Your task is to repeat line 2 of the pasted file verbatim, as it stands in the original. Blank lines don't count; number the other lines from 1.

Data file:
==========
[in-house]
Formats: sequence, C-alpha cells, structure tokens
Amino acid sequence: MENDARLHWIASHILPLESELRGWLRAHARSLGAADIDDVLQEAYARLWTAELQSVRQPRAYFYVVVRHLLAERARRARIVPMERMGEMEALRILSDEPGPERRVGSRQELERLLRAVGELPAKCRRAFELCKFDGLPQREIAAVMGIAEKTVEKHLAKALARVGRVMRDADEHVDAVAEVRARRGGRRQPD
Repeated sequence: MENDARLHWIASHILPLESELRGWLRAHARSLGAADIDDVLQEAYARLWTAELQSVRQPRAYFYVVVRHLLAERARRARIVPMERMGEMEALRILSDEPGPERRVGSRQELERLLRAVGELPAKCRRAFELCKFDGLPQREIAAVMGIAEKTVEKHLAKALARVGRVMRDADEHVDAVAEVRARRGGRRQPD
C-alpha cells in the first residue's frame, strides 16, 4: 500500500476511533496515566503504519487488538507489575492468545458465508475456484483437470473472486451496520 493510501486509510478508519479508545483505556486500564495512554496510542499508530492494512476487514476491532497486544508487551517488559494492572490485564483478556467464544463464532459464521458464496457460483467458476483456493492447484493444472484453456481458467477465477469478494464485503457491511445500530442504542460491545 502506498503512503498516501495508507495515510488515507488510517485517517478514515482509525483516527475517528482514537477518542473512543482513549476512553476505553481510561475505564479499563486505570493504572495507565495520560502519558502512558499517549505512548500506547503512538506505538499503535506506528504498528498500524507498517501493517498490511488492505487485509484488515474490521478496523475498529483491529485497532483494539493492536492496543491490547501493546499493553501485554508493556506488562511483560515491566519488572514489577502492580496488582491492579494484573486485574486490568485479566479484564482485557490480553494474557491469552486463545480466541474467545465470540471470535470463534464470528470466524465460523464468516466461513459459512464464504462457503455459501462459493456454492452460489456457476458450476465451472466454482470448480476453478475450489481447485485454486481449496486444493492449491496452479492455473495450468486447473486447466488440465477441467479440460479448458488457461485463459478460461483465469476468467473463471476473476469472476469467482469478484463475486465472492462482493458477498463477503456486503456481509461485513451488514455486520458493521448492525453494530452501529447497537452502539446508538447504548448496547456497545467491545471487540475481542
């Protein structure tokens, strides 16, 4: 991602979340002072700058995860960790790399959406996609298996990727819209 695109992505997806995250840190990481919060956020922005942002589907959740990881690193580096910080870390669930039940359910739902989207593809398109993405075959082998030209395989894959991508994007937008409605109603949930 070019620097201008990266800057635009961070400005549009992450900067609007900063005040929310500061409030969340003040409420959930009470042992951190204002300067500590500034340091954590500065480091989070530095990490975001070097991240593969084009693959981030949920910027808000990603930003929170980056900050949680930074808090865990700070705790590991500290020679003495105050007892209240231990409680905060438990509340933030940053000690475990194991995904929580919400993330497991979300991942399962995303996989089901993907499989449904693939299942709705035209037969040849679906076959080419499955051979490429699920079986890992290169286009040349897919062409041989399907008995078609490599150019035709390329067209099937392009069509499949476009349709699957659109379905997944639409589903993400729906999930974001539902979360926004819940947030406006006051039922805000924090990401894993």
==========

Formats: sequence, C-alpha cells, structure tokens